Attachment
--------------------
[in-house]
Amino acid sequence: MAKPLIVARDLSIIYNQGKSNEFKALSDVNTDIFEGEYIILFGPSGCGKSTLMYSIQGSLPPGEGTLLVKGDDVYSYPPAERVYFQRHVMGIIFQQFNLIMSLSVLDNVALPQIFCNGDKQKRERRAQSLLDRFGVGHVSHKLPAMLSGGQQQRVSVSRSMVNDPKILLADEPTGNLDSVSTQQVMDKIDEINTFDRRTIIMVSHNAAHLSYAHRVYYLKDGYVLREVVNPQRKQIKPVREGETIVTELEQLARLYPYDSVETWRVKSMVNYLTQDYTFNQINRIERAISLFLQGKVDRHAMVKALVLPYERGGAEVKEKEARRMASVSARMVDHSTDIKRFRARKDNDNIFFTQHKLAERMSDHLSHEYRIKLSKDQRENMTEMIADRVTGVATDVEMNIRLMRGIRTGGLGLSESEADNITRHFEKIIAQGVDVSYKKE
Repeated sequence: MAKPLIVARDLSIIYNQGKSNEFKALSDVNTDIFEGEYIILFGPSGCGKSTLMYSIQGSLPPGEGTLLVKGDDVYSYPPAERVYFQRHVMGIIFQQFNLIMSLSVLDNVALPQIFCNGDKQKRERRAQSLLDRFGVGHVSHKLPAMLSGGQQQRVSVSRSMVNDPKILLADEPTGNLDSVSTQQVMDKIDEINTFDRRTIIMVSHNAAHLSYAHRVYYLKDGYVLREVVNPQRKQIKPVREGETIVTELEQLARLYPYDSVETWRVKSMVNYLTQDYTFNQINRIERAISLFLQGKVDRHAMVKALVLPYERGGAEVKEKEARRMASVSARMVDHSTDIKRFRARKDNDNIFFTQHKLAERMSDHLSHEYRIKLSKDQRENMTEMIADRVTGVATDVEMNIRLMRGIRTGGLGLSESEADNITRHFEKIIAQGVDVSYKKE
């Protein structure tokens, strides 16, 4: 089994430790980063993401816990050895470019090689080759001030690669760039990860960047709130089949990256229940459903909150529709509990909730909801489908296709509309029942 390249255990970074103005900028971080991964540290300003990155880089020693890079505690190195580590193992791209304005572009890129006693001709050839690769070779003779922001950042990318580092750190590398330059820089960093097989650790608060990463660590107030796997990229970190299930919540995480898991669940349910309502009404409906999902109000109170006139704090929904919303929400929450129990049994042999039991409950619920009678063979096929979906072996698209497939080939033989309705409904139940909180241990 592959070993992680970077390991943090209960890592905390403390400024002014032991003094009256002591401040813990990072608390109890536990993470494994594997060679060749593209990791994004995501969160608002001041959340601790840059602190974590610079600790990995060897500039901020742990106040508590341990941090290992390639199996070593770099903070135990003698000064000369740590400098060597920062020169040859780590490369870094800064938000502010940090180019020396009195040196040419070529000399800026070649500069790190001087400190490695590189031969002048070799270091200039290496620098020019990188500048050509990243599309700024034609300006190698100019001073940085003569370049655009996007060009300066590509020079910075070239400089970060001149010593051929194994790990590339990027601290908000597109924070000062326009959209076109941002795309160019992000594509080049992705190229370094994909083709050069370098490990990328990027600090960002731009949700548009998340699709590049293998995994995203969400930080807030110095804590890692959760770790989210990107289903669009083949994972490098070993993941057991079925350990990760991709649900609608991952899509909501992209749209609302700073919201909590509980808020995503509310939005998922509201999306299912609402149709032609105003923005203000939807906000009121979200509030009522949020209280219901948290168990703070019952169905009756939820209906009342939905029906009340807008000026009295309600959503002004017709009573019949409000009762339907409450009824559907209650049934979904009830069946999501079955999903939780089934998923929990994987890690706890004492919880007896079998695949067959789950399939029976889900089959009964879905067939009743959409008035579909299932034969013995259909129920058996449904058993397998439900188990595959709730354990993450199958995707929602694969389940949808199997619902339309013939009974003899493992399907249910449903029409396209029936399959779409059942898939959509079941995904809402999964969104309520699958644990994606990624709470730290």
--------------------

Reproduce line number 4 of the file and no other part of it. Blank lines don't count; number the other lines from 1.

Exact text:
């Protein structure tokens, strides 16, 4: 089994430790980063993401816990050895470019090689080759001030690669760039990860960047709130089949990256229940459903909150529709509990909730909801489908296709509309029942 390249255990970074103005900028971080991964540290300003990155880089020693890079505690190195580590193992791209304005572009890129006693001709050839690769070779003779922001950042990318580092750190590398330059820089960093097989650790608060990463660590107030796997990229970190299930919540995480898991669940349910309502009404409906999902109000109170006139704090929904919303929400929450129990049994042999039991409950619920009678063979096929979906072996698209497939080939033989309705409904139940909180241990 592959070993992680970077390991943090209960890592905390403390400024002014032991003094009256002591401040813990990072608390109890536990993470494994594997060679060749593209990791994004995501969160608002001041959340601790840059602190974590610079600790990995060897500039901020742990106040508590341990941090290992390639199996070593770099903070135990003698000064000369740590400098060597920062020169040859780590490369870094800064938000502010940090180019020396009195040196040419070529000399800026070649500069790190001087400190490695590189031969002048070799270091200039290496620098020019990188500048050509990243599309700024034609300006190698100019001073940085003569370049655009996007060009300066590509020079910075070239400089970060001149010593051929194994790990590339990027601290908000597109924070000062326009959209076109941002795309160019992000594509080049992705190229370094994909083709050069370098490990990328990027600090960002731009949700548009998340699709590049293998995994995203969400930080807030110095804590890692959760770790989210990107289903669009083949994972490098070993993941057991079925350990990760991709649900609608991952899509909501992209749209609302700073919201909590509980808020995503509310939005998922509201999306299912609402149709032609105003923005203000939807906000009121979200509030009522949020209280219901948290168990703070019952169905009756939820209906009342939905029906009340807008000026009295309600959503002004017709009573019949409000009762339907409450009824559907209650049934979904009830069946999501079955999903939780089934998923929990994987890690706890004492919880007896079998695949067959789950399939029976889900089959009964879905067939009743959409008035579909299932034969013995259909129920058996449904058993397998439900188990595959709730354990993450199958995707929602694969389940949808199997619902339309013939009974003899493992399907249910449903029409396209029936399959779409059942898939959509079941995904809402999964969104309520699958644990994606990624709470730290």